Read more at Goethe-Institut and JC Report.

Photos via Franzius

June 11, 2008

Primark (Dublin)

With no advertising and no real website, Primark sounds like a relic, yet the Ireland-based retailer rivals Topshop as one of the major fast fashion retailers serving the UK. Selling clothes for absurdly low prices, such as a dress for 4 pounds, the fashion giant has often drawn criticism for its manufacturing practices, namely its well-documented sweatshops in India and Bangladesh. Nonetheless, its new Oxford Street flagship store remains crowded with eager consumers.

June 3, 2008

Lover (Sydney)

With the fashion world chock-full of haters, Aussie label Lover stands out for their earnestness -- with co-designers Susien Chong and Nic Briand declaring that their inspiration comes from things they love and admire, their "favorite heroes, muses, films and songs." Okay, that's not so bad, is it?... 

The couple's sunny optimism is well justified by the brand's back story: Having started out as a weekend stall at Bondi Beach market, the clothes catapulted to fame when Claire Danes bought a couple of tops and Barneys started carrying the line. With the resulting international renown, the designers are facing new challenges -- designing simultaneously for fall-winter in the northern hemisphere and spring-summer back home. For this fall, they've solved that dilemma with filmy floral dresses layered under tuxedo blazers, and a series of short jumpsuits and leather shorts that work perfectly over tights, all in a black-white-grey color palette.

Photos via Lover

Rachel Comey (New York)

Rachel Comey's offbeat womenswear distinguishes itself through quirky prints and textures, unexpected color schemes, and an updated dowdiness that would work equally well on your grandmother or a precocious 12-year-old. Comey's pedigree -- a degree in sculpture, a gig at Theory, and an auspicious start in menswear -- hardly shows these days in her vintage-inspired collections, as she's grown up to become one of New York's hottest indie designers.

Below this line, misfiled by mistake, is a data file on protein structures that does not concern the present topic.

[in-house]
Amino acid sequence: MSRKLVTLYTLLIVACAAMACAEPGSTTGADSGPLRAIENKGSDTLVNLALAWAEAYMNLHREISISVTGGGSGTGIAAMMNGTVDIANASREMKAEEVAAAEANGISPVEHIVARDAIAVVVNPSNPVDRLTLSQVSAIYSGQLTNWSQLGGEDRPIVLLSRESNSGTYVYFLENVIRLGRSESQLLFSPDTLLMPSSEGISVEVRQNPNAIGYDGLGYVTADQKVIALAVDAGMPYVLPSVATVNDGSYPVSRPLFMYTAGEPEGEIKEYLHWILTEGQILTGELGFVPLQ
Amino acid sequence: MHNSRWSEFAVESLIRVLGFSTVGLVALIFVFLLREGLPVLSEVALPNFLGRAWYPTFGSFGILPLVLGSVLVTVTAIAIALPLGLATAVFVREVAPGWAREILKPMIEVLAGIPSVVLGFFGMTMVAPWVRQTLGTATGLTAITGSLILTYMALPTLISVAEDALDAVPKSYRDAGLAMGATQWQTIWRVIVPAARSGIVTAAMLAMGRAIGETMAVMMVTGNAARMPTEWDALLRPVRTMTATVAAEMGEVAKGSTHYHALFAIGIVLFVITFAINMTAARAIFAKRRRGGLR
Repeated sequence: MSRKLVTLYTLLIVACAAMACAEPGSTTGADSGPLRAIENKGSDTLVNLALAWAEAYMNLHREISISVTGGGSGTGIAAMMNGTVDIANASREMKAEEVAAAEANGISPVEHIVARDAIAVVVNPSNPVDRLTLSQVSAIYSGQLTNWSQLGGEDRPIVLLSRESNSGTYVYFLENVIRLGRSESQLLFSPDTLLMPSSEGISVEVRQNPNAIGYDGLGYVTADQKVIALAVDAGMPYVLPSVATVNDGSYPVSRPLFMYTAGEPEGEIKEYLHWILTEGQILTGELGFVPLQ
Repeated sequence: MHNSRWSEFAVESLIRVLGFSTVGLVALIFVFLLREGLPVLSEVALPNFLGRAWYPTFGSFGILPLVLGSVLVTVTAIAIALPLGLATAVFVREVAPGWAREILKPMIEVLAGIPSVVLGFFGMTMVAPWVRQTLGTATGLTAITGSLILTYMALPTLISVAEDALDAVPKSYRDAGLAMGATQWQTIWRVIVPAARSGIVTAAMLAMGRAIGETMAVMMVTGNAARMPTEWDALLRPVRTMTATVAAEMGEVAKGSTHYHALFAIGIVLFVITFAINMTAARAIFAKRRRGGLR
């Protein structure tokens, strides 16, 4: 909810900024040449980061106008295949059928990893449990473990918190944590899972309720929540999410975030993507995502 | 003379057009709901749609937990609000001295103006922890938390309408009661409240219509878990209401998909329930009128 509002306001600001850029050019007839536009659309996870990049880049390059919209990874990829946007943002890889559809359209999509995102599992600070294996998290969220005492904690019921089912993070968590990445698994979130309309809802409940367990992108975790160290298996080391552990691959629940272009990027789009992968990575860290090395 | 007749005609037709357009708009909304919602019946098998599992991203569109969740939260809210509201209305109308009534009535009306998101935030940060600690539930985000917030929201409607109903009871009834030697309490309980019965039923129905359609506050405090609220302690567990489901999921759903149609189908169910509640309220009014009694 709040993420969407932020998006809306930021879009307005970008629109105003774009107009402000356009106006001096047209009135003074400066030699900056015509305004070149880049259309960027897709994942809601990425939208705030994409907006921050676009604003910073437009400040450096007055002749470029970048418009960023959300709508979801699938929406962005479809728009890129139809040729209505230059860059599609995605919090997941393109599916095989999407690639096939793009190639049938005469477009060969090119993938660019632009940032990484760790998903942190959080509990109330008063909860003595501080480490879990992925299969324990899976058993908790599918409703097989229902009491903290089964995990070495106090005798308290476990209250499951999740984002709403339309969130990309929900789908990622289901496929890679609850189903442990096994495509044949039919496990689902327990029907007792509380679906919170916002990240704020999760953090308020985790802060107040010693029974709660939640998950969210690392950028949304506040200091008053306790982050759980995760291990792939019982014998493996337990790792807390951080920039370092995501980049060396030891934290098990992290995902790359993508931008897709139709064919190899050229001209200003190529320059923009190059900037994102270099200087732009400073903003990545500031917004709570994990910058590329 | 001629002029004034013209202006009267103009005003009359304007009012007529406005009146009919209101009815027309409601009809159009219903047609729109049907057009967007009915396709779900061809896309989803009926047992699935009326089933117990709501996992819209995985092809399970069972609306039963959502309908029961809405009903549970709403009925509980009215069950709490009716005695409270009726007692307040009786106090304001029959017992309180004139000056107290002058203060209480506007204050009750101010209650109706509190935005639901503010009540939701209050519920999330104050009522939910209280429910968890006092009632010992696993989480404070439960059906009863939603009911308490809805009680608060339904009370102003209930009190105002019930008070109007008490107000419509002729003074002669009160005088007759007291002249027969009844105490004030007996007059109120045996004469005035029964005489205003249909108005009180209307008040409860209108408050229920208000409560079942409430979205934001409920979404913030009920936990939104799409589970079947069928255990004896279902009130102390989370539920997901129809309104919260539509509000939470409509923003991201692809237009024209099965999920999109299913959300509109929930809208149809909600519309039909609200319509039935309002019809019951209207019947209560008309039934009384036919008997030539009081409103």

Photos via Style.com

Lyell (New York)

Four years after her tiny first collection, with celebrity fans including Michelle Williams, Natalie Portman, and Zooey Deschanel, designer Emma Fletcher finally brought Lyell into the spotlight last September with the line's first runway show. The vintage-inspired womenswear line bears silhouettes from the 1930s, such as a slinky blue bias-cut gown, through the 1950s, like a floral-print tap suit. The nostalgic, elegant clothes are constructed from heirloom lace and silks with an eye to details like bound or French seams, so not only do the pieces look like heirlooms, they'll be worth saving for future generations.

Catherine Holstein (New York)

One look at her line, and it's clear why Catherine Holstein decided to relocate from her native London to the Big Apple. Her collections most resemble the tomboyish downtown look of fellow Parsons dropout Alexander Wang, NYC's golden boy-of-the-moment. The humongous glasses frames paired with her fall collection led to cries of "librarian chic," but Holstein's girl is no demure wallflower à la Rachel Comey: with an emphasis on solids and colorblocking, and plenty of plays on volume, with a bubble coat, wide trousers, and grubby oversized T-shirts as mainstays of her Fall 2008 collection, Holstein's muse is the kind of girl who rolls out of bed in the morning and pulls on her boyfriend's clothes from last night. Which would lead one to wonder who's actually going to buy these critically acclaimed pieces... but hey, if Barneys and Lane Crawford aren't worrying, why should we?